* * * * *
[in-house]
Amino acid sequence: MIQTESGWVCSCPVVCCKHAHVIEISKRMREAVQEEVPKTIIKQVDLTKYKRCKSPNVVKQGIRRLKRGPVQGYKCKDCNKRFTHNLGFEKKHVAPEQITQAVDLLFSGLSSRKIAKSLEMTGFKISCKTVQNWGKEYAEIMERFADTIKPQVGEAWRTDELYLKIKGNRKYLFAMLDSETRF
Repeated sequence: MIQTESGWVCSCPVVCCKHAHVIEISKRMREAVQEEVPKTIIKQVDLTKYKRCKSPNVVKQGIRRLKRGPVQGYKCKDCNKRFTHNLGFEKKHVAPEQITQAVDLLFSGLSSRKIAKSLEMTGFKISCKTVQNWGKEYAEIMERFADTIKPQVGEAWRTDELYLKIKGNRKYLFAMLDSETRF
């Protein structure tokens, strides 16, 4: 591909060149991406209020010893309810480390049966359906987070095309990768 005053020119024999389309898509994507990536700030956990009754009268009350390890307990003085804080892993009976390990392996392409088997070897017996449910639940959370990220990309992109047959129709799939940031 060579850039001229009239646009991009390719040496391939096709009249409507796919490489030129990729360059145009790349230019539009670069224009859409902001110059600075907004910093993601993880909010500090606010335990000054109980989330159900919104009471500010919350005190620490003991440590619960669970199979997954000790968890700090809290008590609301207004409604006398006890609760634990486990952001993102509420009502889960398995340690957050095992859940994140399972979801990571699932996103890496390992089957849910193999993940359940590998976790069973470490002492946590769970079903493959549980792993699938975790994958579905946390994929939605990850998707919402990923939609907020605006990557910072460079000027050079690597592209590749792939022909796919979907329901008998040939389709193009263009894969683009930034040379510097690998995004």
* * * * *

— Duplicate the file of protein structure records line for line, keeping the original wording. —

[in-house]
Amino acid sequence: MIQTESGWVCSCPVVCCKHAHVIEISKRMREAVQEEVPKTIIKQVDLTKYKRCKSPNVVKQGIRRLKRGPVQGYKCKDCNKRFTHNLGFEKKHVAPEQITQAVDLLFSGLSSRKIAKSLEMTGFKISCKTVQNWGKEYAEIMERFADTIKPQVGEAWRTDELYLKIKGNRKYLFAMLDSETRF
Repeated sequence: MIQTESGWVCSCPVVCCKHAHVIEISKRMREAVQEEVPKTIIKQVDLTKYKRCKSPNVVKQGIRRLKRGPVQGYKCKDCNKRFTHNLGFEKKHVAPEQITQAVDLLFSGLSSRKIAKSLEMTGFKISCKTVQNWGKEYAEIMERFADTIKPQVGEAWRTDELYLKIKGNRKYLFAMLDSETRF
């Protein structure tokens, strides 16, 4: 591909060149991406209020010893309810480390049966359906987070095309990768 005053020119024999389309898509994507990536700030956990009754009268009350390890307990003085804080892993009976390990392996392409088997070897017996449910639940959370990220990309992109047959129709799939940031 060579850039001229009239646009991009390719040496391939096709009249409507796919490489030129990729360059145009790349230019539009670069224009859409902001110059600075907004910093993601993880909010500090606010335990000054109980989330159900919104009471500010919350005190620490003991440590619960669970199979997954000790968890700090809290008590609301207004409604006398006890609760634990486990952001993102509420009502889960398995340690957050095992859940994140399972979801990571699932996103890496390992089957849910193999993940359940590998976790069973470490002492946590769970079903493959549980792993699938975790994958579905946390994929939605990850998707919402990923939609907020605006990557910072460079000027050079690597592209590749792939022909796919979907329901008998040939389709193009263009894969683009930034040379510097690998995004």